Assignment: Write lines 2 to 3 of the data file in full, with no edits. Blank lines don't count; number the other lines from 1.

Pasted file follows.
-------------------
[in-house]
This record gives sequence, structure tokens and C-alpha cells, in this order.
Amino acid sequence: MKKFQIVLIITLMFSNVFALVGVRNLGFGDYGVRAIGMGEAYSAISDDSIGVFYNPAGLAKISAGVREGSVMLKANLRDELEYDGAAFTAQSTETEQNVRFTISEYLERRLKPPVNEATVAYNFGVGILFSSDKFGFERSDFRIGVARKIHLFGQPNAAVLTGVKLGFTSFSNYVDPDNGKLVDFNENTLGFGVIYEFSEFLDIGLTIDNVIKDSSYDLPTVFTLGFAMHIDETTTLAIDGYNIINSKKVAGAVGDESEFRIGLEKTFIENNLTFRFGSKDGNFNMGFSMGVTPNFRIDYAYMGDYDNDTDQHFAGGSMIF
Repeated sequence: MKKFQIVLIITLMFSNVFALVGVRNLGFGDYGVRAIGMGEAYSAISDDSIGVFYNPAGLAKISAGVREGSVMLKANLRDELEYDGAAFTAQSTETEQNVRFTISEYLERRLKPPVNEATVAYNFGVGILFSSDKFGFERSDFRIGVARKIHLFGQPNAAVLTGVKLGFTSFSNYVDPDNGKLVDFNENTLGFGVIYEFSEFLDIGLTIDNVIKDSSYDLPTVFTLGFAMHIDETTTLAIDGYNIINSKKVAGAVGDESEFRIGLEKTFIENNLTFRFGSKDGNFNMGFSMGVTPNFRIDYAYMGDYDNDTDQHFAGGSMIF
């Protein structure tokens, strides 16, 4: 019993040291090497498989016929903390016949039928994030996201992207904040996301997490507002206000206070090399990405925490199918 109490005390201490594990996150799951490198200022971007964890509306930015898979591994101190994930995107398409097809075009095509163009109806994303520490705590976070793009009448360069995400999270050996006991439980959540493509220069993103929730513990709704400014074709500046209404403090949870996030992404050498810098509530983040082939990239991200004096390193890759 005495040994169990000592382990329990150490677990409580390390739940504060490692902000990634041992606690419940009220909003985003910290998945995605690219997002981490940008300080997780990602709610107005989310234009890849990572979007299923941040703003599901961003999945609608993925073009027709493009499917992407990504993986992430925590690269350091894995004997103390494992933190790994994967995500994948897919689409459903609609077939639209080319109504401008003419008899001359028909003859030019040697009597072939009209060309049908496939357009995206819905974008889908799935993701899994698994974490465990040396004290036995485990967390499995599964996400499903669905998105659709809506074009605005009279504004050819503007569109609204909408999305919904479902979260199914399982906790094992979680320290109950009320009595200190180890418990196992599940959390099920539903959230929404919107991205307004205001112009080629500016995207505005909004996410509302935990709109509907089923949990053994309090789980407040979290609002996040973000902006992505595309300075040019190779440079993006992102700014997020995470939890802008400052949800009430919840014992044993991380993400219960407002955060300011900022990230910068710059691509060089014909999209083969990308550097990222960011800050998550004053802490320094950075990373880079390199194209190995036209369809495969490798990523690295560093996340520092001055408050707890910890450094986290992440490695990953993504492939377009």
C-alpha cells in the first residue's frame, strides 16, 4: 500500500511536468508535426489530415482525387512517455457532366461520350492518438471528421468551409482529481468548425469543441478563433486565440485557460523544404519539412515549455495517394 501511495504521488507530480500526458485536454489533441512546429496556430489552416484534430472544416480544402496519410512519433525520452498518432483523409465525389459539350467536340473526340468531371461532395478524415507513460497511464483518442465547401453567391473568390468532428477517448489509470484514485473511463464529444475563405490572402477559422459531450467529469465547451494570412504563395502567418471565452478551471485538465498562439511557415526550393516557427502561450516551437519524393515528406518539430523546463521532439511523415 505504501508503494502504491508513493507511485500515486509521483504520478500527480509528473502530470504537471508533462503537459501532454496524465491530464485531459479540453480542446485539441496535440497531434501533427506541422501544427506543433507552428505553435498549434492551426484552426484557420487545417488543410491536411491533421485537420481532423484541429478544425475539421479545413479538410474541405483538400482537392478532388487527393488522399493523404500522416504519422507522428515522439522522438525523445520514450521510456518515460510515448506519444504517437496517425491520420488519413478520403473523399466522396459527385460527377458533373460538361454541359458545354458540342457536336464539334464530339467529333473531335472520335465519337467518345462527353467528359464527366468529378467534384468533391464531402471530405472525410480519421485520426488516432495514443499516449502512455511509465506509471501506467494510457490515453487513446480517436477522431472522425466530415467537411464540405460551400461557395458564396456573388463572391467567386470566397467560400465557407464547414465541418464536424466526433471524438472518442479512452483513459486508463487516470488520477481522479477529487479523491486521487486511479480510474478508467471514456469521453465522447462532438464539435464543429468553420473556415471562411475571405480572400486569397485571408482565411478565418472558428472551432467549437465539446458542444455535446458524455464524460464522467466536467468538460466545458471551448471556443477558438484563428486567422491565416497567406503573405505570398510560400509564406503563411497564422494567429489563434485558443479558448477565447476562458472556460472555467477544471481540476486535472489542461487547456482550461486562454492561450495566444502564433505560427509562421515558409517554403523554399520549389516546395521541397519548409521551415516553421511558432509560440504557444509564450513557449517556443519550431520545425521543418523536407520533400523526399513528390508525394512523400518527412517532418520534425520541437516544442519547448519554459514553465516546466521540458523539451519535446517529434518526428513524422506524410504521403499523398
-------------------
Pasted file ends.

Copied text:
This record gives sequence, structure tokens and C-alpha cells, in this order.
Amino acid sequence: MKKFQIVLIITLMFSNVFALVGVRNLGFGDYGVRAIGMGEAYSAISDDSIGVFYNPAGLAKISAGVREGSVMLKANLRDELEYDGAAFTAQSTETEQNVRFTISEYLERRLKPPVNEATVAYNFGVGILFSSDKFGFERSDFRIGVARKIHLFGQPNAAVLTGVKLGFTSFSNYVDPDNGKLVDFNENTLGFGVIYEFSEFLDIGLTIDNVIKDSSYDLPTVFTLGFAMHIDETTTLAIDGYNIINSKKVAGAVGDESEFRIGLEKTFIENNLTFRFGSKDGNFNMGFSMGVTPNFRIDYAYMGDYDNDTDQHFAGGSMIF